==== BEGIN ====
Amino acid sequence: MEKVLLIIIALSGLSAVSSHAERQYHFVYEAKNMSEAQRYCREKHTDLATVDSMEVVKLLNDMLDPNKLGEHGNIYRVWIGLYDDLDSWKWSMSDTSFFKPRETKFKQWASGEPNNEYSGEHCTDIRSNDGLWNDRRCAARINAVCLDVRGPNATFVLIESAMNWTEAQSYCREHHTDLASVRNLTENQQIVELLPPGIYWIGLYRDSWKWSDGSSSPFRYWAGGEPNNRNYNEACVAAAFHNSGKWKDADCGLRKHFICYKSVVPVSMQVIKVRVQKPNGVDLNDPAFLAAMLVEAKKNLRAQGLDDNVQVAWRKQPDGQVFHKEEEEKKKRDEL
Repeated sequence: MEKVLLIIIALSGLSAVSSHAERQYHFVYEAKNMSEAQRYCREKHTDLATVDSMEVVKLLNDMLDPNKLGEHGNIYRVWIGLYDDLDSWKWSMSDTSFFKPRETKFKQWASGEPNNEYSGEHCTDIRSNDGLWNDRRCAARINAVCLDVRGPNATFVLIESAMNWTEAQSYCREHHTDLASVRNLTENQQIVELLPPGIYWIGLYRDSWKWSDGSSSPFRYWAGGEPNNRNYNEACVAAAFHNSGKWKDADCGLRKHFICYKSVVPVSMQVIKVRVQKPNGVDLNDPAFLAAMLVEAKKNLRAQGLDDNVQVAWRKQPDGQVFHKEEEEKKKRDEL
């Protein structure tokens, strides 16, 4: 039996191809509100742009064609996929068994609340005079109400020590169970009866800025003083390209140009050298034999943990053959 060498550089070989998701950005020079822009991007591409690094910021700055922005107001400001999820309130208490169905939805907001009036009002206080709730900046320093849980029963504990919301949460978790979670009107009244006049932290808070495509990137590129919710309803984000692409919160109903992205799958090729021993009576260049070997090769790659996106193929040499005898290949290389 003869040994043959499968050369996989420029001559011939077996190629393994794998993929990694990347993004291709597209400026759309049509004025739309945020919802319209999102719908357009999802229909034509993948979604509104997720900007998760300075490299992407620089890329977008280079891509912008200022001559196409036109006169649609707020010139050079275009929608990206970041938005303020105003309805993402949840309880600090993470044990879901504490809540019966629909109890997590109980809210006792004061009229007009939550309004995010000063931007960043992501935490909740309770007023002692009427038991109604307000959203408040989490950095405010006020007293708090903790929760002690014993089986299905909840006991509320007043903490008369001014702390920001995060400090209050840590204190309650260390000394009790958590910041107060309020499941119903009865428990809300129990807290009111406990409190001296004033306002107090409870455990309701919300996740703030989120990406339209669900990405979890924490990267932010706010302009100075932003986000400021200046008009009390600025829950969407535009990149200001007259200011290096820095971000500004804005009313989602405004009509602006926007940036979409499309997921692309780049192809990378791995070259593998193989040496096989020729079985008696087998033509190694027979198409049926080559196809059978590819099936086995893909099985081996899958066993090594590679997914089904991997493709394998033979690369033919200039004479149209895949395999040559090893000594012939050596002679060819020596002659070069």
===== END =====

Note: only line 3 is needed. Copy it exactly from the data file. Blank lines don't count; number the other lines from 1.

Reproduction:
């Protein structure tokens, strides 16, 4: 039996191809509100742009064609996929068994609340005079109400020590169970009866800025003083390209140009050298034999943990053959 060498550089070989998701950005020079822009991007591409690094910021700055922005107001400001999820309130208490169905939805907001009036009002206080709730900046320093849980029963504990919301949460978790979670009107009244006049932290808070495509990137590129919710309803984000692409919160109903992205799958090729021993009576260049070997090769790659996106193929040499005898290949290389 003869040994043959499968050369996989420029001559011939077996190629393994794998993929990694990347993004291709597209400026759309049509004025739309945020919802319209999102719908357009999802229909034509993948979604509104997720900007998760300075490299992407620089890329977008280079891509912008200022001559196409036109006169649609707020010139050079275009929608990206970041938005303020105003309805993402949840309880600090993470044990879901504490809540019966629909109890997590109980809210006792004061009229007009939550309004995010000063931007960043992501935490909740309770007023002692009427038991109604307000959203408040989490950095405010006020007293708090903790929760002690014993089986299905909840006991509320007043903490008369001014702390920001995060400090209050840590204190309650260390000394009790958590910041107060309020499941119903009865428990809300129990807290009111406990409190001296004033306002107090409870455990309701919300996740703030989120990406339209669900990405979890924490990267932010706010302009100075932003986000400021200046008009009390600025829950969407535009990149200001007259200011290096820095971000500004804005009313989602405004009509602006926007940036979409499309997921692309780049192809990378791995070259593998193989040496096989020729079985008696087998033509190694027979198409049926080559196809059978590819099936086995893909099985081996899958066993090594590679997914089904991997493709394998033979690369033919200039004479149209895949395999040559090893000594012939050596002679060819020596002659070069």